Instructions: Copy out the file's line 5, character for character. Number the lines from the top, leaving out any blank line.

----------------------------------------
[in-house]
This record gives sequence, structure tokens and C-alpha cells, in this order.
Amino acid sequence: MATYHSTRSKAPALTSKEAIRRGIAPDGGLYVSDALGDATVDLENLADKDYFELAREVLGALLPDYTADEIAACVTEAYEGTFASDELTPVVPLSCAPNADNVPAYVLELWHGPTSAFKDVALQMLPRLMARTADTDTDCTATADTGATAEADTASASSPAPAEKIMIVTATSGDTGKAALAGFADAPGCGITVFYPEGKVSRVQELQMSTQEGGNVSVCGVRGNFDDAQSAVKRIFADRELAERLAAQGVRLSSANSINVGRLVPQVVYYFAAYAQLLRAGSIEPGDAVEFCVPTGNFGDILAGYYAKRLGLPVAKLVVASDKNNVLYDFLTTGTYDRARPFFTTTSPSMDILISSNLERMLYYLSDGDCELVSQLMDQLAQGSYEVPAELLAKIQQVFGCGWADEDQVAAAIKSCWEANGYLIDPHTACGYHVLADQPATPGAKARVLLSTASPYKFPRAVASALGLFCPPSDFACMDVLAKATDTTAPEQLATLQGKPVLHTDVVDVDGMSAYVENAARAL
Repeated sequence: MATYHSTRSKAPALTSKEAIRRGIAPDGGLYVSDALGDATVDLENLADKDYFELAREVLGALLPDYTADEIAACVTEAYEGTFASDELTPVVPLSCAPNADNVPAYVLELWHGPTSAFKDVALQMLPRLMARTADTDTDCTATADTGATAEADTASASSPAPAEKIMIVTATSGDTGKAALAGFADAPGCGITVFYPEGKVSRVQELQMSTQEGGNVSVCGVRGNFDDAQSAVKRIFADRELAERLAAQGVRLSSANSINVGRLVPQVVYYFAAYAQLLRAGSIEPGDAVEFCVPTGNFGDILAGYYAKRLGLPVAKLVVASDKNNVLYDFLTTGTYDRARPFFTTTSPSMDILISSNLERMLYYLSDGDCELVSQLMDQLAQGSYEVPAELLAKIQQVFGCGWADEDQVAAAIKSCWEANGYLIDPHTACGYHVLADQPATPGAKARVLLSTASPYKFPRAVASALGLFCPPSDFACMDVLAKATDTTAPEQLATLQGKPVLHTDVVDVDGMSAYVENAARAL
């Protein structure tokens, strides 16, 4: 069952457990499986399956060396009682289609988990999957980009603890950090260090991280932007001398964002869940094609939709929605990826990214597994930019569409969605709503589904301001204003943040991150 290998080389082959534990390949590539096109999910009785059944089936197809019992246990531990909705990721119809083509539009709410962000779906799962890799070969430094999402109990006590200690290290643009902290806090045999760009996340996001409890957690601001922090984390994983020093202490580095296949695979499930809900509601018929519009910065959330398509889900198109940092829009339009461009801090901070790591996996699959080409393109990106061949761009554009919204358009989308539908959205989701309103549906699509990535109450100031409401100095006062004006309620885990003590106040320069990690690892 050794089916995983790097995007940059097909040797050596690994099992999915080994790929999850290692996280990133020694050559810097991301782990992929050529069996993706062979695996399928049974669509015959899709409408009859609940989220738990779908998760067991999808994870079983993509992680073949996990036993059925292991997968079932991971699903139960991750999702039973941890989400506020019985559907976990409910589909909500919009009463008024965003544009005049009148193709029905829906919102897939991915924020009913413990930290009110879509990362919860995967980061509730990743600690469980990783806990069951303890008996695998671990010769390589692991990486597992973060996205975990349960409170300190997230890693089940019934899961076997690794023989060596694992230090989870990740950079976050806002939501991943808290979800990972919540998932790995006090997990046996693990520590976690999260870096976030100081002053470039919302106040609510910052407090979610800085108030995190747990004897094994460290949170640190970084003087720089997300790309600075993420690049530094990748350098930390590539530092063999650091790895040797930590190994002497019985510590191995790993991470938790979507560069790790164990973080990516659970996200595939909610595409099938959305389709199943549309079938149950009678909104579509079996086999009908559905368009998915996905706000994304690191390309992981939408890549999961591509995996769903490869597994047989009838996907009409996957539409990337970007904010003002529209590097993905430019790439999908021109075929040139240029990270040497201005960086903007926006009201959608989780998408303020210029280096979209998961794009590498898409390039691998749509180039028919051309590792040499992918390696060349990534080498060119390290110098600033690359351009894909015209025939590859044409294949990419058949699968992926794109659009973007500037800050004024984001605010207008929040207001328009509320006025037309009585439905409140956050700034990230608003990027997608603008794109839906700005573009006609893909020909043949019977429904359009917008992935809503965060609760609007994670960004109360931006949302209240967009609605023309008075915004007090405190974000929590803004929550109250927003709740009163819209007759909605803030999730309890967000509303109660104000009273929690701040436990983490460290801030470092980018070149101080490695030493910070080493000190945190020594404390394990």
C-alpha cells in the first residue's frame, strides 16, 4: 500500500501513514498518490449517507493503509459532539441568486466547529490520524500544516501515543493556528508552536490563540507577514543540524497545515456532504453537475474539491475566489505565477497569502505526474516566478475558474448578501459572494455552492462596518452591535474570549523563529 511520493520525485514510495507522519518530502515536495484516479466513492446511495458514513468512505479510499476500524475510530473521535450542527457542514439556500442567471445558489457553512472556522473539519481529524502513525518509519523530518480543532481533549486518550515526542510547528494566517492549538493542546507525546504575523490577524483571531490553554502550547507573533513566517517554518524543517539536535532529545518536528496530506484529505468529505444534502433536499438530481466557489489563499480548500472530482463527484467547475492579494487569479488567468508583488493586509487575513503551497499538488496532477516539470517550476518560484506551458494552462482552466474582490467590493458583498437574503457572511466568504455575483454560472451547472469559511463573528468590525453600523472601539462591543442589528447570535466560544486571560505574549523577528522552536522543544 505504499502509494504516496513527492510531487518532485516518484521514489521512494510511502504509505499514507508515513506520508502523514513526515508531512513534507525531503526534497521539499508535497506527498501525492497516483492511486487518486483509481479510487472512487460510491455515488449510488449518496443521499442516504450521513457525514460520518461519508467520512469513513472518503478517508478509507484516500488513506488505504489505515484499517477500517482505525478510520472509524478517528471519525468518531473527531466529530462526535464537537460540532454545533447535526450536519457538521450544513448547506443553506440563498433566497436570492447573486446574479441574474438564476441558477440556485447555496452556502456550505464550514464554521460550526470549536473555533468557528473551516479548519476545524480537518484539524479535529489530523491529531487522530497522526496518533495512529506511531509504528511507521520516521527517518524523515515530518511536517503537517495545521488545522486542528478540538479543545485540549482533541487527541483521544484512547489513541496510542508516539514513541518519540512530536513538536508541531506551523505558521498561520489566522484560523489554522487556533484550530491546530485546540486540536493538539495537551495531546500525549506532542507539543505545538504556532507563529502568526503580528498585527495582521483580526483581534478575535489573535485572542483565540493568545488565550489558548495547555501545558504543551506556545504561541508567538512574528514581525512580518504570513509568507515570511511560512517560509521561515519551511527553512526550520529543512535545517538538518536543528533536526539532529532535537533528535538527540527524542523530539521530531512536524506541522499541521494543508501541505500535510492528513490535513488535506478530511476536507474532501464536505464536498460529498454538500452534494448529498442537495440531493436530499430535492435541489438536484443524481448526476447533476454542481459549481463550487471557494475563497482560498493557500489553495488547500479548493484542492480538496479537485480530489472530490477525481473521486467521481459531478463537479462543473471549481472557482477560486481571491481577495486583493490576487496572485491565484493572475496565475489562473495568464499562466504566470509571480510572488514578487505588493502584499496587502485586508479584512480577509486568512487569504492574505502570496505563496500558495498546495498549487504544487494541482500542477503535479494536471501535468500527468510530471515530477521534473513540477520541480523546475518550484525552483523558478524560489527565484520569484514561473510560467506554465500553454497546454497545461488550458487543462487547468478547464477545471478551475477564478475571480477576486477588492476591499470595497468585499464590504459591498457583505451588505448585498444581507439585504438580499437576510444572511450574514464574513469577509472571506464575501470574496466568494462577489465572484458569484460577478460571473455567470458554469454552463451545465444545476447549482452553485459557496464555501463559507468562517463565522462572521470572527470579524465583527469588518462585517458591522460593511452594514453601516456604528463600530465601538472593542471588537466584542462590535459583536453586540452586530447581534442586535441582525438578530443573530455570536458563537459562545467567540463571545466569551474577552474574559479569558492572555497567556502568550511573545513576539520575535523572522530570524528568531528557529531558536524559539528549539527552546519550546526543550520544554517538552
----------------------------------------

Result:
């Protein structure tokens, strides 16, 4: 069952457990499986399956060396009682289609988990999957980009603890950090260090991280932007001398964002869940094609939709929605990826990214597994930019569409969605709503589904301001204003943040991150 290998080389082959534990390949590539096109999910009785059944089936197809019992246990531990909705990721119809083509539009709410962000779906799962890799070969430094999402109990006590200690290290643009902290806090045999760009996340996001409890957690601001922090984390994983020093202490580095296949695979499930809900509601018929519009910065959330398509889900198109940092829009339009461009801090901070790591996996699959080409393109990106061949761009554009919204358009989308539908959205989701309103549906699509990535109450100031409401100095006062004006309620885990003590106040320069990690690892 050794089916995983790097995007940059097909040797050596690994099992999915080994790929999850290692996280990133020694050559810097991301782990992929050529069996993706062979695996399928049974669509015959899709409408009859609940989220738990779908998760067991999808994870079983993509992680073949996990036993059925292991997968079932991971699903139960991750999702039973941890989400506020019985559907976990409910589909909500919009009463008024965003544009005049009148193709029905829906919102897939991915924020009913413990930290009110879509990362919860995967980061509730990743600690469980990783806990069951303890008996695998671990010769390589692991990486597992973060996205975990349960409170300190997230890693089940019934899961076997690794023989060596694992230090989870990740950079976050806002939501991943808290979800990972919540998932790995006090997990046996693990520590976690999260870096976030100081002053470039919302106040609510910052407090979610800085108030995190747990004897094994460290949170640190970084003087720089997300790309600075993420690049530094990748350098930390590539530092063999650091790895040797930590190994002497019985510590191995790993991470938790979507560069790790164990973080990516659970996200595939909610595409099938959305389709199943549309079938149950009678909104579509079996086999009908559905368009998915996905706000994304690191390309992981939408890549999961591509995996769903490869597994047989009838996907009409996957539409990337970007904010003002529209590097993905430019790439999908021109075929040139240029990270040497201005960086903007926006009201959608989780998408303020210029280096979209998961794009590498898409390039691998749509180039028919051309590792040499992918390696060349990534080498060119390290110098600033690359351009894909015209025939590859044409294949990419058949699968992926794109659009973007500037800050004024984001605010207008929040207001328009509320006025037309009585439905409140956050700034990230608003990027997608603008794109839906700005573009006609893909020909043949019977429904359009917008992935809503965060609760609007994670960004109360931006949302209240967009609605023309008075915004007090405190974000929590803004929550109250927003709740009163819209007759909605803030999730309890967000509303109660104000009273929690701040436990983490460290801030470092980018070149101080490695030493910070080493000190945190020594404390394990």